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It’s Complicated: Sports Stars & The Media Rarely Have A Smooth Relationship

Detective Sgt. Dignam once said in Martin Scorsese’s 2006 crime classic The Departed that “my theory on Feds is that they’re like mushrooms. Feed ’em s**t and keep ’em in the dark.”

Sgt. Dignam was a straight shooter. A witty, hard-ass detective who called it how he saw it and a police sergeant that thrived on instinct, but his theory on Federal police officers can also be applied to the relationship between athletes and the media. In essence, the attitude of most professional athletes towards the media is “feed them s**t and keep them in the dark”.

You see professional athletes by nature are skeptical of the media. There’s no doubt about it, and to a certain degree they should be. For the most part pro athletes often have more to lose from speaking to the media than they have to gain.

LILLE, FRANCE - JUNE 22: Roy Keane, assistant manager of Republic of Ireland looks on prior to the UEFA EURO 2016 Group E match between Italy and Republic of Ireland at Stade Pierre-Mauroy on June 22, 2016 in Lille, France. (Photo by Mike Hewitt/Getty Images)

Republic of Ireland assistant manager Roy Keane is a classic example of an athlete and coach who at times lost more speaking to the media than he gained.

Keane’s razor sharp tongue more or less cost him his job as a Manchester United player after an explosive rant on MUTV in 2006 and 10 years later as a coach, Keane still struggles at times to bite his lip. The Cork native was a passionate player and sometimes passionate players have passionate opinions.

The media love guys like Keane because they call it how it is. He cuts through the tape, he calls a spade a spade and he’s not afraid of confrontation with fellow players, reporters or managers. He kind of embraces it.

It’s a fearlessness that saw him rise to the top of European football as a player, but as an international assistant manager, it’s a trait that at times has caused internal restlessness within the Irish squad.

LILLE, FRANCE - JUNE 22: Aiden McGeady (1st R), Richard Keogh (2nd R) and Ireland players celerbate their team's first goal by Robbie Brady (obscured) during the UEFA EURO 2016 Group E match between Italy and Republic of Ireland at Stade Pierre-Mauroy on June 22, 2016 in Lille, France. (Photo by Mike Hewitt/Getty Images)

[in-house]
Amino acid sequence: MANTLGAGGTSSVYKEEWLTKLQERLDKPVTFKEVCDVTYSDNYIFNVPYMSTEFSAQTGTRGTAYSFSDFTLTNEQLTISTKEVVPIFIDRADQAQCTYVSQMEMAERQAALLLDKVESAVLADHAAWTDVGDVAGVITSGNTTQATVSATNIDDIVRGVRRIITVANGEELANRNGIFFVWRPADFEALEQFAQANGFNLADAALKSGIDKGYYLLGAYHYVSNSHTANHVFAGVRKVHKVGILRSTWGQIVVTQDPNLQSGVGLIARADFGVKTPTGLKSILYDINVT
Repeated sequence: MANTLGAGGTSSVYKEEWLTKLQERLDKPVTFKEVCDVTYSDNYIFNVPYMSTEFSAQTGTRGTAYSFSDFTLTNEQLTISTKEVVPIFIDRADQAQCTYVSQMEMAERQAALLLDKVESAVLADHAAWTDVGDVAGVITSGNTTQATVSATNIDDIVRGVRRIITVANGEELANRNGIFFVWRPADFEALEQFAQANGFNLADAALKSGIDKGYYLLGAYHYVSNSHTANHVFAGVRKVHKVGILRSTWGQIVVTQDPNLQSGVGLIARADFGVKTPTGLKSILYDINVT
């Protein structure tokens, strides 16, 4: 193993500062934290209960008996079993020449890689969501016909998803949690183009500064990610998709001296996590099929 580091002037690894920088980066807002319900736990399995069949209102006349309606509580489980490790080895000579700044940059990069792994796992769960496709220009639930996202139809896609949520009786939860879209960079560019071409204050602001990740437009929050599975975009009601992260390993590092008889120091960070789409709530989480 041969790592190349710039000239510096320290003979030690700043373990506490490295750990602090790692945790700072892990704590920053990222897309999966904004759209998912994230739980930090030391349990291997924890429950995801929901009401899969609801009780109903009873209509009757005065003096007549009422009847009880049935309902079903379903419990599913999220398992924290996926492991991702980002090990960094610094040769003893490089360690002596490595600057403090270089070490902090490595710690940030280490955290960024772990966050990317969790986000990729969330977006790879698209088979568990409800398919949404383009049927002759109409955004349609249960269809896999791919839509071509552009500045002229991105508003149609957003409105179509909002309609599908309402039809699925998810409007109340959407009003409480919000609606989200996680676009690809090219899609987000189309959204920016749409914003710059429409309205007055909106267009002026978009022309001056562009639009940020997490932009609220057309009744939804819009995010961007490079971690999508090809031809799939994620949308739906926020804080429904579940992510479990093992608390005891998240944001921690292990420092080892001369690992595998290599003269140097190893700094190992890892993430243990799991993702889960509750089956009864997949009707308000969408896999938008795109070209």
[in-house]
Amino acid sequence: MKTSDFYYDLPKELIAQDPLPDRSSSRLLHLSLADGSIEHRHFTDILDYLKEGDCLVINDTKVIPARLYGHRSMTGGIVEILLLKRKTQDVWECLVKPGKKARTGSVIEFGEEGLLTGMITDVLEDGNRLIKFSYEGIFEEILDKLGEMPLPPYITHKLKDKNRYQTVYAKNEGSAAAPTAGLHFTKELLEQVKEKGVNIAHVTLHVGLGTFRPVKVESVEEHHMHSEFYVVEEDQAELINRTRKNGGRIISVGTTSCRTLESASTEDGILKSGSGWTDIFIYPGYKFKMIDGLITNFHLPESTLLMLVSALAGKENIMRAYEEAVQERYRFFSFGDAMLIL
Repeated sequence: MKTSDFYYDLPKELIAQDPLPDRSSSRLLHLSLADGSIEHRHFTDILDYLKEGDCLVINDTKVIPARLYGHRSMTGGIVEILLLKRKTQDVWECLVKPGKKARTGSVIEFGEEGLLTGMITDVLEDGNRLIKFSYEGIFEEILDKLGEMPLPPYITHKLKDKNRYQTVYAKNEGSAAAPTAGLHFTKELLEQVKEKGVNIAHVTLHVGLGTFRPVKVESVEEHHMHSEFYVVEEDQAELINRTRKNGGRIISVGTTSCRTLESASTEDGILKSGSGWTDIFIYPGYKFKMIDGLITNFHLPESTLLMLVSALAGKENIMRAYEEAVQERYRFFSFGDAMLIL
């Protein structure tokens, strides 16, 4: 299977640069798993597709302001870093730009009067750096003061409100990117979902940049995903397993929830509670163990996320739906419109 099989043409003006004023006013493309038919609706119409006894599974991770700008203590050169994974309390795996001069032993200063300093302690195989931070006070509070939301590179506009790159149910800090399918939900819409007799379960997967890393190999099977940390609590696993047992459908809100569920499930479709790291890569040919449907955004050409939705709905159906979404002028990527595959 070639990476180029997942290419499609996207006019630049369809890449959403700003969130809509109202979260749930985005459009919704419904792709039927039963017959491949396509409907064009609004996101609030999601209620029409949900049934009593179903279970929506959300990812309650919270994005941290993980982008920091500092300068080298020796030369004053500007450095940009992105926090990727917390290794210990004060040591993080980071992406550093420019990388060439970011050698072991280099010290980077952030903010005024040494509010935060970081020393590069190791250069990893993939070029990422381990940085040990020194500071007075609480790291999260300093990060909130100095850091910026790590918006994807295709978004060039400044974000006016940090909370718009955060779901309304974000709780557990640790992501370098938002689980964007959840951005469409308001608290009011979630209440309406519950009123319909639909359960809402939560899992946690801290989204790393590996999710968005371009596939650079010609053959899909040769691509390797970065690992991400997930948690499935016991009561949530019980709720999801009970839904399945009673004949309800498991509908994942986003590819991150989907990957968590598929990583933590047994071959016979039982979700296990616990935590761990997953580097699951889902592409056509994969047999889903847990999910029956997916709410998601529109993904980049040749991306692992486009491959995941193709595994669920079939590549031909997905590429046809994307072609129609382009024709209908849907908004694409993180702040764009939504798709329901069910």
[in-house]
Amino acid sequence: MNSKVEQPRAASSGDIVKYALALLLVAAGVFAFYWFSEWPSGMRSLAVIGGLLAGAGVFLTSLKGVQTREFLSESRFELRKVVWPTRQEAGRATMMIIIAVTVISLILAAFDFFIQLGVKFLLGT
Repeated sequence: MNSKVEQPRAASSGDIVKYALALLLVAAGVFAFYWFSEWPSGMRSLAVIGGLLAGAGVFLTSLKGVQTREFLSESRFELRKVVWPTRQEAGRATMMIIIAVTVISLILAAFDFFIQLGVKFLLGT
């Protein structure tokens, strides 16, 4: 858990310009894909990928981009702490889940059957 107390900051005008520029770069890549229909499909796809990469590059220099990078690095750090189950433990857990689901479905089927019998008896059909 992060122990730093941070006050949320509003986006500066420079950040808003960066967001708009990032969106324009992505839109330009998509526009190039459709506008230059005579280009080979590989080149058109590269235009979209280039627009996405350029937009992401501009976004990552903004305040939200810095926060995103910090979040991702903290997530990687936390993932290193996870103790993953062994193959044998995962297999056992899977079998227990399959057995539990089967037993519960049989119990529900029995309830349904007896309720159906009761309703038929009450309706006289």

There was no better example of Keane’s ability to cause a stir than in the aftermath of Ireland’s shock 2-1 defeat to Belarus in a Euro 2016 warm up game in May. The former United captain said of Ireland winger Aiden McGeady that the player ‘could do a lot better but maybe that’s the story of his career’.

A strong statement to make about a player who has been marginalised by both Everton and Sheffield Wednesday over the past season but Keane wasn’t necessarily wrong either. McGeady did need to play better to force his way into the Ireland team and even if Keane didn’t say it, the majority of us were thinking it.


We like Keane for this quality because he’s genuine and authentic. What you see is what you get with him but sometimes what you get can be too much to handle for a professional footballer, especially when the majority of those professional footballers are pampered and coddled by their clubs.

Media members can routinely talk to any player or coach at a League of Ireland level but if you wish to do the same at international level, you better be prepared for a few players walking through a mixed zone taking a phone call, or even worse, pretending to be taking a phone call. It’s a different level and at a different level players are used to different standards.

But in the case of McGeady, the Glaswegian was far from pampered and coddled by Everton and Sheffield Wednesday, but some players are, and they don’t take too kindly to criticism.

MADRID, SPAIN - MAY 24: Gareth Bale of Real Madrid talks to members of the press at the mixed zone after the team training session at the Real Madrid Open Media Day ahead of the UEFA Champions League Final against Club Atletico Madrid at Valdebebas training ground on May 24, 2016 in Madrid, Spain. (Photo by Denis Doyle/Getty Images)